Photo by jacob.d.sutton on Flickr.

If you have young children, and don’t own a car, you know what a pain weekend trips can be. For a relatively painless alternative, Harpers Ferry fits the bill. In the foothills, just a short train ride from Washington, Harpers Ferry offers plenty for the whole family.

My wife and I have taken our 2-year-old to Harpers Ferry twice without a car, and we all had a blast. It’s easily done without the hassle or expense of renting a car. All the locations mentioned below are on this Google Map.

Getting there: The Harpers Ferry train station is right in the middle of downtown, and everything is walkable from the station. The Amtrak Capitol Limited stops here once per day each way 7 days per week, and the MARC Brunswick line stops here multiple times each way on weekdays only.

It’s faster than driving — only 70 minutes from Union Station or 45 minutes from the Rockville station, which is right next to the Rockville Red Line stop. And best of all: toddlers love big trains.

The lounge car on the Amtrak Capitol Limited.

We like to take the Amtrak line which leaves Union Station at 4:05 pm and arrives in Harpers Ferry at 5:16 pm—perfect timing for napping toddlers. The second time we did this trip, the conductor even remembered my son’s name and gave him high-five, as well as a kid’s book. My little guy was in paradise. Make sure to walk to the lounge car which has floor-to-ceiling windows for great sightseeing on your trip.

If you need to leave later in the day, the MARC train leaves Union Station at 4:55, 5:40, and 7:15pm. It costs less too, but isn’t as fun.

Where to stay: You have two choices for accommodations with kids that don’t require a car, the Town’s Inn and the KOA Campground. We’ve stayed in both, and which one you stay in depends on whether you plan to spend most of your trip in town or at the campground.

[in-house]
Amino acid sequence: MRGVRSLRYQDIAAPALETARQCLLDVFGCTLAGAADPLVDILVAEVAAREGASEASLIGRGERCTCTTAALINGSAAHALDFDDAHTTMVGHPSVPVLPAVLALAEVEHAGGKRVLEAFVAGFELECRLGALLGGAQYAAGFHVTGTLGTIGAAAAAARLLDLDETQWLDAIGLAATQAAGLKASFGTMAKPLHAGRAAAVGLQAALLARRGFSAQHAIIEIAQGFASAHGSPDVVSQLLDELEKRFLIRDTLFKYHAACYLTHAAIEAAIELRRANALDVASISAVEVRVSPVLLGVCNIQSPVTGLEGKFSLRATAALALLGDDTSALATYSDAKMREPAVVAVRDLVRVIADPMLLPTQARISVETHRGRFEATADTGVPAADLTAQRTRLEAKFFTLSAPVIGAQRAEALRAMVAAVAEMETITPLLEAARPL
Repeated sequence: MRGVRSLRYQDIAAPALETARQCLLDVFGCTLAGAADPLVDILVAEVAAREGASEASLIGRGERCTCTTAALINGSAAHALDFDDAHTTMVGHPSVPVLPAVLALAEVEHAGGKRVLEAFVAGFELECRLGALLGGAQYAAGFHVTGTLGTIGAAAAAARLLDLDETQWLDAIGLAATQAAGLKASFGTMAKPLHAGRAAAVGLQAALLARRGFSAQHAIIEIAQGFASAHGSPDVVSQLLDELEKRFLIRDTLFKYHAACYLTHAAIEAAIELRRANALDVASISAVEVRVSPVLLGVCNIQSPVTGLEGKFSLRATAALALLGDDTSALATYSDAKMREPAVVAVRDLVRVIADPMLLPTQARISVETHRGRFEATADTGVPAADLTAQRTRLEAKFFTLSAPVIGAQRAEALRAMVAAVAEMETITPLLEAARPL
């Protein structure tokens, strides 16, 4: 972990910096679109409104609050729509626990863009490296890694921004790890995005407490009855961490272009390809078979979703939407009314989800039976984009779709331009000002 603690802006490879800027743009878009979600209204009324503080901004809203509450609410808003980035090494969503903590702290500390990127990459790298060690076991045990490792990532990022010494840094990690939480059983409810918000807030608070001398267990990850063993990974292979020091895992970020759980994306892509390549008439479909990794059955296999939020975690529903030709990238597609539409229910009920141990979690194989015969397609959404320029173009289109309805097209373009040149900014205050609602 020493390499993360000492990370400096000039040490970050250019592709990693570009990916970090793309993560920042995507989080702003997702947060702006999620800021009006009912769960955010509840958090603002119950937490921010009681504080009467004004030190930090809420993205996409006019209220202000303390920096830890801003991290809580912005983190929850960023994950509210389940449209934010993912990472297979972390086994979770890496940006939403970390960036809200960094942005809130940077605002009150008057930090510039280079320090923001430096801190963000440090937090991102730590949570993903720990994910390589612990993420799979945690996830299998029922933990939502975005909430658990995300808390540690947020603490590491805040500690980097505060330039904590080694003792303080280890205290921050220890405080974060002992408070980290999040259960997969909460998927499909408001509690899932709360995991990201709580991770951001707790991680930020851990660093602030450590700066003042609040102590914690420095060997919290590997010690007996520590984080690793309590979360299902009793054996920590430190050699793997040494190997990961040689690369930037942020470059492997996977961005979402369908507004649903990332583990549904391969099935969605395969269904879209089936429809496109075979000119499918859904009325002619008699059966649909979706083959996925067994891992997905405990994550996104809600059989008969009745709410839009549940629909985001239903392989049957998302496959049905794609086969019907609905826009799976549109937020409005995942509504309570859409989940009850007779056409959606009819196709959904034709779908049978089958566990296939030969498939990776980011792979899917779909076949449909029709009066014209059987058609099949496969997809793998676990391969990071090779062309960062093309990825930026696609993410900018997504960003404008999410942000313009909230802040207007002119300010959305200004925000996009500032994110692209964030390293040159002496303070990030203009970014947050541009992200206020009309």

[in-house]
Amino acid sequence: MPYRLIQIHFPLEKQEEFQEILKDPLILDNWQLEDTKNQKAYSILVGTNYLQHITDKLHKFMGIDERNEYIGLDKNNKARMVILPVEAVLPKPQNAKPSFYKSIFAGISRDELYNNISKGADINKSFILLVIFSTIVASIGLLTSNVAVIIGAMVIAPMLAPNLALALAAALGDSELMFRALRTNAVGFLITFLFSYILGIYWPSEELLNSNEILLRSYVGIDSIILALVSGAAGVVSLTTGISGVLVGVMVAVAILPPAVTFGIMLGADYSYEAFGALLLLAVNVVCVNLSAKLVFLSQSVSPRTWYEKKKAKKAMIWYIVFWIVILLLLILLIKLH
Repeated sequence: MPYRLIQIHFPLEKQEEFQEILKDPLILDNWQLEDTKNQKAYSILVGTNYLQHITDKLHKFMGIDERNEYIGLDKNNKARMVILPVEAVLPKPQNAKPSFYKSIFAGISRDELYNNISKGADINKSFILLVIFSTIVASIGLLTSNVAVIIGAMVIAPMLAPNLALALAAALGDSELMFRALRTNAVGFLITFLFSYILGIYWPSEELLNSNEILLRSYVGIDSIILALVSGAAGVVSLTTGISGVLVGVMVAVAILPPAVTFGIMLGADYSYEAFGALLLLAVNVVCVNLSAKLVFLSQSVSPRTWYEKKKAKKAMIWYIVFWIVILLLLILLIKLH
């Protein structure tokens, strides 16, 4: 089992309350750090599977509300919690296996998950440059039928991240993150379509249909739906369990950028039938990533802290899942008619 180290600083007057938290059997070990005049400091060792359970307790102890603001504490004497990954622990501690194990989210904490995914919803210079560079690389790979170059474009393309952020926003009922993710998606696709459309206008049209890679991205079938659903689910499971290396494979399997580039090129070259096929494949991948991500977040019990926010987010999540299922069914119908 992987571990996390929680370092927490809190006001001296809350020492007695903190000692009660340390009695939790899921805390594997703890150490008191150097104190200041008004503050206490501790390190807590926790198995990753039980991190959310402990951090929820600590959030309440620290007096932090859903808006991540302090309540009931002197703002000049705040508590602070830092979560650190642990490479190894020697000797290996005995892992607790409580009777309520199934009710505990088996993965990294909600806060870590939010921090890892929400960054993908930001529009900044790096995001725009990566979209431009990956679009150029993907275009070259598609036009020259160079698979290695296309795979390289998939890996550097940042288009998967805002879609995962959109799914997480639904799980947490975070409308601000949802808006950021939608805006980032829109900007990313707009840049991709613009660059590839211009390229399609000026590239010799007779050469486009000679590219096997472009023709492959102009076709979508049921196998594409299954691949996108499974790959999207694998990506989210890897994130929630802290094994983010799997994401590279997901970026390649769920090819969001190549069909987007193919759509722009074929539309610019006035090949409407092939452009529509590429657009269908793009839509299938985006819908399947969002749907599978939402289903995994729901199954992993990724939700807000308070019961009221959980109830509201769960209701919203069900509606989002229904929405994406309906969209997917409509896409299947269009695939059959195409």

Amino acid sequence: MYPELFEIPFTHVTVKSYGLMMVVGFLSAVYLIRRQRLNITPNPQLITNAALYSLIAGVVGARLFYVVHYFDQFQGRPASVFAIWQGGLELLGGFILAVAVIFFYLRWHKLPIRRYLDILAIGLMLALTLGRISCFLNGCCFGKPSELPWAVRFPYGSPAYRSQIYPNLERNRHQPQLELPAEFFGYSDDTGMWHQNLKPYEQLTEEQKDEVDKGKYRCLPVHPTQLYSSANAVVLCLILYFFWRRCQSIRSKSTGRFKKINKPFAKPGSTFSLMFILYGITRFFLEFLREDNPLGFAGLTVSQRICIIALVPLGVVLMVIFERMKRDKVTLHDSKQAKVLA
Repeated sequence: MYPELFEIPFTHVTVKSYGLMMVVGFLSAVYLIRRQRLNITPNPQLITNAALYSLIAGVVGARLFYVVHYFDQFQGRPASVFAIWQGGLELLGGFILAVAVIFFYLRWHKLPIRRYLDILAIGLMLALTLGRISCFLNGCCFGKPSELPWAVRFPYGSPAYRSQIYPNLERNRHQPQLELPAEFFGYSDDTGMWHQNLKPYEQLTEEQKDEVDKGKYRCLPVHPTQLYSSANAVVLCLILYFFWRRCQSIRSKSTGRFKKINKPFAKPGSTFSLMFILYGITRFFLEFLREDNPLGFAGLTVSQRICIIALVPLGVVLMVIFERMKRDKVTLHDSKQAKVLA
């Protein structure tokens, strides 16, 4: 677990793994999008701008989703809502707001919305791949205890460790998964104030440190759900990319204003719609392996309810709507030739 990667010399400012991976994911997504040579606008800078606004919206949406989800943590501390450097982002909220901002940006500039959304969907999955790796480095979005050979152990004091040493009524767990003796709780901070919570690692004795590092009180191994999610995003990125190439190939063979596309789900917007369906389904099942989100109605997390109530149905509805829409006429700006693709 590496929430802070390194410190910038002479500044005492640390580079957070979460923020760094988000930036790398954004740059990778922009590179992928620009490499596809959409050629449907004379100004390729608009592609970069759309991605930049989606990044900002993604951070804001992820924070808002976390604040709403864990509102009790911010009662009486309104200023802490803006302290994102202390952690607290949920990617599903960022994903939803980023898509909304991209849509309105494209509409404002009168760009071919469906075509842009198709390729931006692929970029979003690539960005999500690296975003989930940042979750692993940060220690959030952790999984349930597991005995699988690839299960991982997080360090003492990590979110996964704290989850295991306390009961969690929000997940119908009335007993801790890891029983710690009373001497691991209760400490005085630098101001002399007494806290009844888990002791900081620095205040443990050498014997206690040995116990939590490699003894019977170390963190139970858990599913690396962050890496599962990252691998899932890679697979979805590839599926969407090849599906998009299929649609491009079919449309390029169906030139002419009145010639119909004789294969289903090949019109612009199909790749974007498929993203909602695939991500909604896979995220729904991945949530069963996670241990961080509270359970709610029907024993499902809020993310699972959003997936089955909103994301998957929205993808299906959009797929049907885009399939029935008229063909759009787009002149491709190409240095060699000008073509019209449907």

The Town’s Inn is the only hotel in downtown Harpers Ferry. You can walk there from the train station in 2 minutes. Best of all, it’s in the middle of everything you will want to do.

The KOA Campground is a mile from the train station. You can either walk there or take a National Park Service bus. The walk is a pleasant one through Harpers Ferry and the next-door town of Bolivar, except for one crossing of a 6-lane expressway at an intersection with no walk signal. Most of the walk is part of the Appalachian Trail, so you’ll see hikers. I walked to the campground, with my supplies in a big backpack and my little guy in a stroller.

NPS shuttles people in and out of town every 10 minutes.

Or you can take the NPS bus, which runs between downtown and the NPS Visitors’ Center every 10 minutes. The NPS Visitors’ Center is a pleasant 10 minute walk from the KOA Campground. The primary purpose of the bus is to shuttle visitors who drive from a vast parking lot at the Visitors’ Center to downtown, which is great because this keeps cars out of downtown Harpers Ferry.

What to do downtown: There are basically 2 fun things for kids to do downtown. They can play in the Shenandoah River, and watch NPS reenactments of 19th century Harpers Ferry. Both are within a 5 minute walk. And pedestrians essentially rule the road, as there are few cars in downtown, so you can feel safe with your kids running around free.